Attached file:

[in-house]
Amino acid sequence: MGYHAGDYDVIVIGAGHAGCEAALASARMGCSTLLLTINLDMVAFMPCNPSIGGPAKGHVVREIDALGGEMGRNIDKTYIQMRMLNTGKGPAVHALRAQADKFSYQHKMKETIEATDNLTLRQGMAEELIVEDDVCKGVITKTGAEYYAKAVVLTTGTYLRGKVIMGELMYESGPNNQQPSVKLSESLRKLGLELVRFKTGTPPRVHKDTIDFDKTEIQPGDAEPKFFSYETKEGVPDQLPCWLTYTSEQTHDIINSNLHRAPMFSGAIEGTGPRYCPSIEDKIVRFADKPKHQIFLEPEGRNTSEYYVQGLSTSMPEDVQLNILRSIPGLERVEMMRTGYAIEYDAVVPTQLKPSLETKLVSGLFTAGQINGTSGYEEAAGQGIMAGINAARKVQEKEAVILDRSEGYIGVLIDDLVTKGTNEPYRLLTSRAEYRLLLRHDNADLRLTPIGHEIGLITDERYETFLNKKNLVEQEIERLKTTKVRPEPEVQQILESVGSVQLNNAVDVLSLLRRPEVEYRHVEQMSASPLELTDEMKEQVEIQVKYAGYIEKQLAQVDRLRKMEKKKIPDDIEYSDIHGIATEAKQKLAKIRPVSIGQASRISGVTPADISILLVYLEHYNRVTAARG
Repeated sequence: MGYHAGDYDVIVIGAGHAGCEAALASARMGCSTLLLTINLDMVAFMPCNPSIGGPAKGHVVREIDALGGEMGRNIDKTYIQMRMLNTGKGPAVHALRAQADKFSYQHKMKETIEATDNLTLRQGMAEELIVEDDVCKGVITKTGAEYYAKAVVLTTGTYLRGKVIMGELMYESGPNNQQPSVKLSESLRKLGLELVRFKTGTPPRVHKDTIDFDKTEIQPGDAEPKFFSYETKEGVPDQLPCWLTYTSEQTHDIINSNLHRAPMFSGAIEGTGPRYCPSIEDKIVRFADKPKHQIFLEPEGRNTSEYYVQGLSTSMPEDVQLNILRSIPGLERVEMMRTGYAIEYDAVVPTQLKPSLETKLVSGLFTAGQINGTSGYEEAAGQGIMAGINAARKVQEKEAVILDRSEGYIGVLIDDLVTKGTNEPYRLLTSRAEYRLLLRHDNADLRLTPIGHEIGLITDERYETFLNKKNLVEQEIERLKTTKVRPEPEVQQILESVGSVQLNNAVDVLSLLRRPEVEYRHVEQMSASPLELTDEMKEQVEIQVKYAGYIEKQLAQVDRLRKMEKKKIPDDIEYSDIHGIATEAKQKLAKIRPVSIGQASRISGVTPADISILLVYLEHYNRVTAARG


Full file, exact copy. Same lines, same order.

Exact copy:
[in-house]
Amino acid sequence: MGYHAGDYDVIVIGAGHAGCEAALASARMGCSTLLLTINLDMVAFMPCNPSIGGPAKGHVVREIDALGGEMGRNIDKTYIQMRMLNTGKGPAVHALRAQADKFSYQHKMKETIEATDNLTLRQGMAEELIVEDDVCKGVITKTGAEYYAKAVVLTTGTYLRGKVIMGELMYESGPNNQQPSVKLSESLRKLGLELVRFKTGTPPRVHKDTIDFDKTEIQPGDAEPKFFSYETKEGVPDQLPCWLTYTSEQTHDIINSNLHRAPMFSGAIEGTGPRYCPSIEDKIVRFADKPKHQIFLEPEGRNTSEYYVQGLSTSMPEDVQLNILRSIPGLERVEMMRTGYAIEYDAVVPTQLKPSLETKLVSGLFTAGQINGTSGYEEAAGQGIMAGINAARKVQEKEAVILDRSEGYIGVLIDDLVTKGTNEPYRLLTSRAEYRLLLRHDNADLRLTPIGHEIGLITDERYETFLNKKNLVEQEIERLKTTKVRPEPEVQQILESVGSVQLNNAVDVLSLLRRPEVEYRHVEQMSASPLELTDEMKEQVEIQVKYAGYIEKQLAQVDRLRKMEKKKIPDDIEYSDIHGIATEAKQKLAKIRPVSIGQASRISGVTPADISILLVYLEHYNRVTAARG
Repeated sequence: MGYHAGDYDVIVIGAGHAGCEAALASARMGCSTLLLTINLDMVAFMPCNPSIGGPAKGHVVREIDALGGEMGRNIDKTYIQMRMLNTGKGPAVHALRAQADKFSYQHKMKETIEATDNLTLRQGMAEELIVEDDVCKGVITKTGAEYYAKAVVLTTGTYLRGKVIMGELMYESGPNNQQPSVKLSESLRKLGLELVRFKTGTPPRVHKDTIDFDKTEIQPGDAEPKFFSYETKEGVPDQLPCWLTYTSEQTHDIINSNLHRAPMFSGAIEGTGPRYCPSIEDKIVRFADKPKHQIFLEPEGRNTSEYYVQGLSTSMPEDVQLNILRSIPGLERVEMMRTGYAIEYDAVVPTQLKPSLETKLVSGLFTAGQINGTSGYEEAAGQGIMAGINAARKVQEKEAVILDRSEGYIGVLIDDLVTKGTNEPYRLLTSRAEYRLLLRHDNADLRLTPIGHEIGLITDERYETFLNKKNLVEQEIERLKTTKVRPEPEVQQILESVGSVQLNNAVDVLSLLRRPEVEYRHVEQMSASPLELTDEMKEQVEIQVKYAGYIEKQLAQVDRLRKMEKKKIPDDIEYSDIHGIATEAKQKLAKIRPVSIGQASRISGVTPADISILLVYLEHYNRVTAARG